More than $100 million in spending cuts for the coming fiscal year were adopted Tuesday by the Orange County Board of Supervisors, reducing funds for low-income housing, the elderly, sea pollution monitoring, the arts and other programs.
The board voted largely to stop paying for discretionary programs and said it would no longer compensate for the loss of funds from the state or other entities for programs in health care, social services and law enforcement.
The cutbacks, approved in dozens of votes during a four-hour meeting, are intended to keep the county out of the red for five years.
"It's what I call a death blow to community services," said board Chairman Tom Wilson.
Supervisor Chris Norby added: "I don't relish making these cuts, but the money's not there."
The county's annual budget is about $4 billion, and the proposed cuts, to be formalized when supervisors adopt a final budget, total $106.4 million for the 2003-04 fiscal year. Even with all the reductions, the county may still have to tap its reserves in a few years, officials warned.
The proposal by the county's top financial officer was unveiled in the midst of a state budget crisis that local officials predict will cost Orange County tens of millions of dollars next year.
The county's situation is exacerbated by a shortage of property-tax revenue -- the county sends far more in property tax dollars to Sacramento than it gets back -- and by the massive debt the county incurred during its 1994 bankruptcy.
"That's a 'Perfect Storm' situation because we don't have any room to move," said Chief Financial Officer Gary Burton, who announced Tuesday that he will retire March 20. "Orange County is very fragile."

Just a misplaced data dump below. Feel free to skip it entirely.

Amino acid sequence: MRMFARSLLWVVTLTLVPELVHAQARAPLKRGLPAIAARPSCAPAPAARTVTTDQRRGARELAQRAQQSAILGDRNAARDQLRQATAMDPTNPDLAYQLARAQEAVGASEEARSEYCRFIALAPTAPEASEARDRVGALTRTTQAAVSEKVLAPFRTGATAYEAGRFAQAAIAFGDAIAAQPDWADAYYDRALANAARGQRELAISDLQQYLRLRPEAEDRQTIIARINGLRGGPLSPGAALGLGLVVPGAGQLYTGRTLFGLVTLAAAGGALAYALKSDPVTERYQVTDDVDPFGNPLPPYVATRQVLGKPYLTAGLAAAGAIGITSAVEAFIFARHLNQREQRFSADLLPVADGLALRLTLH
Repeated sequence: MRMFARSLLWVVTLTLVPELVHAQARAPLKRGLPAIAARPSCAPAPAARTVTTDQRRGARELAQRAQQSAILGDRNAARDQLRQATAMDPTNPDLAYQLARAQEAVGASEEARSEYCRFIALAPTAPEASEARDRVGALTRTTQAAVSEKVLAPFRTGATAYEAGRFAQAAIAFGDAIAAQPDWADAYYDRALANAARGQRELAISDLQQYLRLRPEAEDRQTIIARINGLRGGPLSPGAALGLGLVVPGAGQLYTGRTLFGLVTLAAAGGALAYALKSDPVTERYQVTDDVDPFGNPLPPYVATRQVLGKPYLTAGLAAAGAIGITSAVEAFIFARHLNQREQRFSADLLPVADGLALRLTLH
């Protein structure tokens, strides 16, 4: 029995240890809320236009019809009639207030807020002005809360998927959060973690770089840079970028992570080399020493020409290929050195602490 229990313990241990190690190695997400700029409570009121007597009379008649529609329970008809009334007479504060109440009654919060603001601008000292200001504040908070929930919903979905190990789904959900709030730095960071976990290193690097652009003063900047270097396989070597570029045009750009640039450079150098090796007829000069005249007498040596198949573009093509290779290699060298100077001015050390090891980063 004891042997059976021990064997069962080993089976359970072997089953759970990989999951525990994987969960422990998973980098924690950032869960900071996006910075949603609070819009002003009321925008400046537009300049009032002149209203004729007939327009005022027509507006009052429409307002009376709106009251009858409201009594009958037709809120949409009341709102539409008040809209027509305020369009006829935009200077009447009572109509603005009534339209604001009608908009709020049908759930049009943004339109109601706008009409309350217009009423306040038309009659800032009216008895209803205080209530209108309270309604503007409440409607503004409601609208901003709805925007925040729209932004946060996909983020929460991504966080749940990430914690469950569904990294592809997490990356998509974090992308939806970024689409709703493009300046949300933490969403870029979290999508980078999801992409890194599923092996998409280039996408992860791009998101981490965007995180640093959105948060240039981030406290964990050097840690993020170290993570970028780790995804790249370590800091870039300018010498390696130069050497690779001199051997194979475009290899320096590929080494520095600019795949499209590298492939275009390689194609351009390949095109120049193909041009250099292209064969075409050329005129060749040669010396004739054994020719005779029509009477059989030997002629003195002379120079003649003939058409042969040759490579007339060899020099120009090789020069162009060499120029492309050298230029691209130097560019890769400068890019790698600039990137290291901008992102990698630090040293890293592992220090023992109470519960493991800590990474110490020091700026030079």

This is the first time cutbacks have been proposed in the county's five-year strategic financial plan, a long-range blueprint completed every year since the bankruptcy. The plan will shape the county's budget for the fiscal year starting July 1.
In adopting the plan, supervisors said the county could no longer afford to subsidize programs whose other funding sources fall short. One is the public safety sales tax that largely funds the district attorney's office and Sheriff's Department. With consumer spending down, the two agencies are getting less than they anticipated.
The plan saves $14.8 million by eliminating or reducing funds that would have covered treatment for drug offenders rather than jail, psychiatric treatment beds for severely mentally ill adults, medical beds at Theo Lacy Branch Jail, speedy child-abuse assessments and other programs.
Some supervisors initially balked at those cuts. "Our core responsibility is public safety," said Supervisor Jim Silva.
But Burton told them that if they didn't stop replacing dwindling funds that had come from other sources, the county would be $110 million in the red within five years. The board agreed to adopt Burton's guideline but said it would consider agency requests case by case.
Supervisor Bill Campbell was particularly worried about the Health Care Agency, which will lose $8.4 million for clinics, the mentally ill, children's services and other programs. Burton said the agency can try to shift the cuts during the budget process.
The board voted to cut the Office on Aging in half, eliminate the Office of Protocol and stop giving money to Arts Orange County. The board eliminated all county funding -- $13 million -- for low-income housing. Spending to lure tourists, businesses and filmmakers to the county will be cut 75%. Grants to nonprofits were eliminated.
The board spared Veterans Services, which was braced to lose half its funding, and cut the Human Relations Commission's funding 75%, rather than eliminate it.